What is the price of risk? Not very much it seems as I sit here writing this on the 13th of July. The pandemic refuses to relent but someone hasn’t told this to Mr. Market. Nifty is soaring upwards of 10,800. The bulls and the bears are locking horns again.
What is the price of Risk? The answer is pretty clear in the bond markets. It’s the default and the illiquidity spread added to the risk free spread. And yet we have no mechanism for this in equity markets. Let me correct that, we do have one but it’s not very popular. The implied equity risk premium measures how equity markets are pricing risk. What is it? How is it calculated? In this post I explain what it is and why it’s more relevant today than ever.
Free cash flow to equity is the cash that flows to equity investors after reinvesting in capital expenditure, non-cash working capital and net debt payments. It is the cash used to buy back stocks /pay dividends or keep as cash for further use. I used the latest available numbers to calculate the free cash flow to equity for all nifty stocks. Share buybacks aren’t common in India hence I used the latest dividend payout plus net change in cash to calculate the free cash flow to equity. I added the net change in cash because we know that companies don’t payout in dividends everything that they can. The details are shown below:
Discounted Cash Flow Valuation
I use this model to value the entire market. The basic principle being that the value of nifty should be the all the free cash flows to equity in subsequent years discounted back at the cost of equity. Now any discussion of the market right now is futile without taking into account the current pandemic. Hence I identified two cases:
Case 1: What these numbers tell us pre Covid 19
Case 2: What these numbers tell us post Covid 19
Pre Covid 19
Here I try to neglect hard as it may be the effect of Covid 19. Please refer to sheet 2 for reference. The free cash flow to equity is about 3.43% of the nifty. Assumptions:
· Growth Rate: I assume a growth rate of 11.45%. This is was the growth rate for previous 5 years and with no Covid this shouldn’t change
· Risk Free Rate: The risk free rate is taken as the 10 year government bond rate adjusted for the default spread. Since at this time India’s rating wasn’t downgraded yet the risk free rate comes out to about 5%
· Cost of Equity: Using the capital asset pricing model the cost of equity for the market is the risk free rate plus the equity risk premium. (beta=1) The equity risk premium for India is basically the mature market Equity Risk premium plus the country risk. I used the numbers from Aswath Damodaran’s official site to compute this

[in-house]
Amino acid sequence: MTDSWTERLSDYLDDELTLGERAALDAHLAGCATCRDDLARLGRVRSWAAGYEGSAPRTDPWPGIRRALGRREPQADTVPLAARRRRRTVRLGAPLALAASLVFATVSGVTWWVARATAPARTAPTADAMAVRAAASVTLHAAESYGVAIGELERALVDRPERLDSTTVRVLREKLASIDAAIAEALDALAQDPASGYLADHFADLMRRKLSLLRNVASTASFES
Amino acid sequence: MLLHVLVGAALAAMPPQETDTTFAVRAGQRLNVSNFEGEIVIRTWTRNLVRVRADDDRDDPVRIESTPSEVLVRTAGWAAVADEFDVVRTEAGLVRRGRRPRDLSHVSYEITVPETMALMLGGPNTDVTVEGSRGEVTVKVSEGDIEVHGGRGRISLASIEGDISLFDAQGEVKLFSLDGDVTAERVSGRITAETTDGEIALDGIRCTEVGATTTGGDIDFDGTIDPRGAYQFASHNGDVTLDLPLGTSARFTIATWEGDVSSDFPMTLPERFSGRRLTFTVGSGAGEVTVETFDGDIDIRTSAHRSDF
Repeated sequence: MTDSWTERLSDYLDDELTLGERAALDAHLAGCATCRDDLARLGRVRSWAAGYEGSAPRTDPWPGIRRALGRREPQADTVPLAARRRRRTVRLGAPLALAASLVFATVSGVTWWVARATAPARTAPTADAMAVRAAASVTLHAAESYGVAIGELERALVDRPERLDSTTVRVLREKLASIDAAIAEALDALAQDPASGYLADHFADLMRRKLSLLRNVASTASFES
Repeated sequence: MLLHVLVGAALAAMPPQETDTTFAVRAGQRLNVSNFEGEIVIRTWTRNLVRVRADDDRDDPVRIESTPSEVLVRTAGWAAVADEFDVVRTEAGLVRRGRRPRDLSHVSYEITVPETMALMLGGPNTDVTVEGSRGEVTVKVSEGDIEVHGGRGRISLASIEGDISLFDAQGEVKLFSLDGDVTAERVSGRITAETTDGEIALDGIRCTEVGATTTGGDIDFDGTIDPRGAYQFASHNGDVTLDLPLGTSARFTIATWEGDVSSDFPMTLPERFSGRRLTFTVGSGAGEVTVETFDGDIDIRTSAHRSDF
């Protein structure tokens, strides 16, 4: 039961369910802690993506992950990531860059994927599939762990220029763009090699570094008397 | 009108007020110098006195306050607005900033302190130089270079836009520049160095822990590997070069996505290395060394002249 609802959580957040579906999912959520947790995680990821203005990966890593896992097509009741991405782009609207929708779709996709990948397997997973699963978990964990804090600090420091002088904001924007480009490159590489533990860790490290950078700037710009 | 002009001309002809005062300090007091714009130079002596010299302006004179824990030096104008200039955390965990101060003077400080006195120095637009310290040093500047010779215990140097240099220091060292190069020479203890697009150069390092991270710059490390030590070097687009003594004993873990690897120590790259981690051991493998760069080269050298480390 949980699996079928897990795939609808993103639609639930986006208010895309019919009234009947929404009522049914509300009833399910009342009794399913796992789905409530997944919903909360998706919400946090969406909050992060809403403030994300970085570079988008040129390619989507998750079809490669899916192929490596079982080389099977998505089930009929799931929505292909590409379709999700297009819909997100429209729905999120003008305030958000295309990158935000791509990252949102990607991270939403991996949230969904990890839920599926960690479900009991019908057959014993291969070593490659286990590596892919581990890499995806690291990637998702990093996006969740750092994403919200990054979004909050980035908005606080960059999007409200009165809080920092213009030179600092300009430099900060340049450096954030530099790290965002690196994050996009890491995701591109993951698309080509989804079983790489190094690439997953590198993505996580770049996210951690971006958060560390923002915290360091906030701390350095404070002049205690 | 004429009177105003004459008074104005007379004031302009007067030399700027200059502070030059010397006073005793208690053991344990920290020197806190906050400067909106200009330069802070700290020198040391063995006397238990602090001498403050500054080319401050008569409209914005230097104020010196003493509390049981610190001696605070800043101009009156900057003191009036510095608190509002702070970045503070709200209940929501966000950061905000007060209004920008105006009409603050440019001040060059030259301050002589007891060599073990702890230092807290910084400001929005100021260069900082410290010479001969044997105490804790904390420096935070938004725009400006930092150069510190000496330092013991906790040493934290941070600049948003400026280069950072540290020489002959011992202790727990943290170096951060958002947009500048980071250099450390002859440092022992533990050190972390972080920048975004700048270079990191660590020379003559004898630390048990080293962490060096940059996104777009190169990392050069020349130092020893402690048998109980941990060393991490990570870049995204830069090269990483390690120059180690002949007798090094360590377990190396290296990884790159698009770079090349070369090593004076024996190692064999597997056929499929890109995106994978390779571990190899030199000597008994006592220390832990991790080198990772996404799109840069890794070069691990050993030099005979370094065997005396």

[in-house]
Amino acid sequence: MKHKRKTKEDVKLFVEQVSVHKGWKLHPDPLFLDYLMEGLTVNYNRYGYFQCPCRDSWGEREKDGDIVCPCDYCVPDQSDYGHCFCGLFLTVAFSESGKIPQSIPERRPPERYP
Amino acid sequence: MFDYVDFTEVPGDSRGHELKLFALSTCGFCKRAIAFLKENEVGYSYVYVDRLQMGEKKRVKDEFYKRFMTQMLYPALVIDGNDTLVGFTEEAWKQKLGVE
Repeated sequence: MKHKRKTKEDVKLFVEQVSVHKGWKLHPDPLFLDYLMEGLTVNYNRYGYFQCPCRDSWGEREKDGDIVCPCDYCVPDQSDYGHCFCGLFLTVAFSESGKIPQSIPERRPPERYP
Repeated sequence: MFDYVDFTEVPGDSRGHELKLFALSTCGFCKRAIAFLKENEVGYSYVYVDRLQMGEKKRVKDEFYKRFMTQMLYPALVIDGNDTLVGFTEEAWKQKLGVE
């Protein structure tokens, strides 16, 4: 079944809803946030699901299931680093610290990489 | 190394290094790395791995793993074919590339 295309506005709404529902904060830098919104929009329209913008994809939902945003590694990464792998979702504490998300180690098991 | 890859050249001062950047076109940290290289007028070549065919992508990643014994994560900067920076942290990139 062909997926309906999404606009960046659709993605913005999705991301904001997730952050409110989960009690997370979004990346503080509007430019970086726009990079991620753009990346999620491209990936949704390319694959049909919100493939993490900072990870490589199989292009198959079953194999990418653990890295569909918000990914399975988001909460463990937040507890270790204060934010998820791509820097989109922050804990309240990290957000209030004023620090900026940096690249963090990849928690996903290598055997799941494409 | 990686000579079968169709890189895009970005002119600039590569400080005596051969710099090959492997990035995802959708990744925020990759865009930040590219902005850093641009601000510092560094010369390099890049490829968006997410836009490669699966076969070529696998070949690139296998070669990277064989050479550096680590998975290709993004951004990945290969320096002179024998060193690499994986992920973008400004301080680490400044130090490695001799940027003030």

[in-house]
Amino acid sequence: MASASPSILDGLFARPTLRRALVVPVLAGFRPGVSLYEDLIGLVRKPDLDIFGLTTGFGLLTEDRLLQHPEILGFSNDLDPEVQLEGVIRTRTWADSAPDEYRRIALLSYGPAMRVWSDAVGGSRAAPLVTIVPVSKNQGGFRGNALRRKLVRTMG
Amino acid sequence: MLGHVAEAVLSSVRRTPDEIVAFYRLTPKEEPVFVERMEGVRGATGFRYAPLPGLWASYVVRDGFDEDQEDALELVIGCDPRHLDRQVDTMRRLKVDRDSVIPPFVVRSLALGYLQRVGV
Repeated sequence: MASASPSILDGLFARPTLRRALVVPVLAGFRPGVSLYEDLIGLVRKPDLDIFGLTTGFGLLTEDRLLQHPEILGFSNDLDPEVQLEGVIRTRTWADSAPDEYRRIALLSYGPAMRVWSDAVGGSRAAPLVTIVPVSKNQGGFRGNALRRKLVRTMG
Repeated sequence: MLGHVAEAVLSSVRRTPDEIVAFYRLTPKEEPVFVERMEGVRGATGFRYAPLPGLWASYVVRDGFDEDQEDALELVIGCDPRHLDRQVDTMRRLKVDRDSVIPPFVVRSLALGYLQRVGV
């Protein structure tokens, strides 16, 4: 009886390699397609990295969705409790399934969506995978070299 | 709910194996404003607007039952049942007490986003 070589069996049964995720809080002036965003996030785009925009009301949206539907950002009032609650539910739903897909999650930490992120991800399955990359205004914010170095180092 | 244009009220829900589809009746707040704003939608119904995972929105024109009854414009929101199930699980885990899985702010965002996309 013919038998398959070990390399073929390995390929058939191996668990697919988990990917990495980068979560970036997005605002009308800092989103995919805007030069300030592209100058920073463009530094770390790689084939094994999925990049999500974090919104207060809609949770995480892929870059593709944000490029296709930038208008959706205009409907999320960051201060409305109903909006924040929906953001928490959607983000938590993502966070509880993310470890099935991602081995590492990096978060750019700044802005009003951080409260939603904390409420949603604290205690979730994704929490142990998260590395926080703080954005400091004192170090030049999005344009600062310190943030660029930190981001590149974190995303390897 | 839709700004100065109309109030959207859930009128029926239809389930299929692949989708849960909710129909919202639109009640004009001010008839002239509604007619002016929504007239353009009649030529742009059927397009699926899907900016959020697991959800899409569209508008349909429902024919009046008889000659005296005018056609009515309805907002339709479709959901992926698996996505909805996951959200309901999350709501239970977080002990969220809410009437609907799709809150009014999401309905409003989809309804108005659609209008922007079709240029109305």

I input all the values and get a value for the nifty at 9156. I then inverted the calculation and calculated the cost of equity to arrive at the current price of nifty 10802.7. This gives me my implied cost of equity and that comes out to be 10.91%. In turn I compute my implied equity risk premium at 5.84%. This put against the 6.79% (in the image) shows that we weren’t pricing enough risk for equity even if things were all good. Now for the second case
Post Covid 19:
My assumptions have now changed:
· Growth Rates: I assumed no growth for 2 years and then the same growth of 11.45% post that as things return to normal. Given the current GDP estimates this might seem to be a tad optimistic but the market seems to be an optimistic mood.
· Risk Free Rate: Now we have to factor in the effect of the recent credit rating downgrade. Given the current 10 year yield at 5.786% the risk free rate comes out to be 2.97%. (Refer to sheet 3)
· Cost of Equity: The direct impact of the corona virus has been mature markets are pricing in more risk. Adding to this the country risk premium I get the equity risk premium at 8.5%
I computed for the assumptions given above and got the value of nifty at 6623. The implied cost of equity and the implied equity risk premium comes out to be 8.06% & 5.69% respectively. In this case the implied equity risk premium is the same as that of more mature markets. In fact the implied cost of equity is marginally lower than many corporate bond yields. It is even lower than bonds of many Public Sector Units.
Is there a bubble? There might or might not be. Let’s flip the question though. If you are a company right now would you raise money through debt or cash?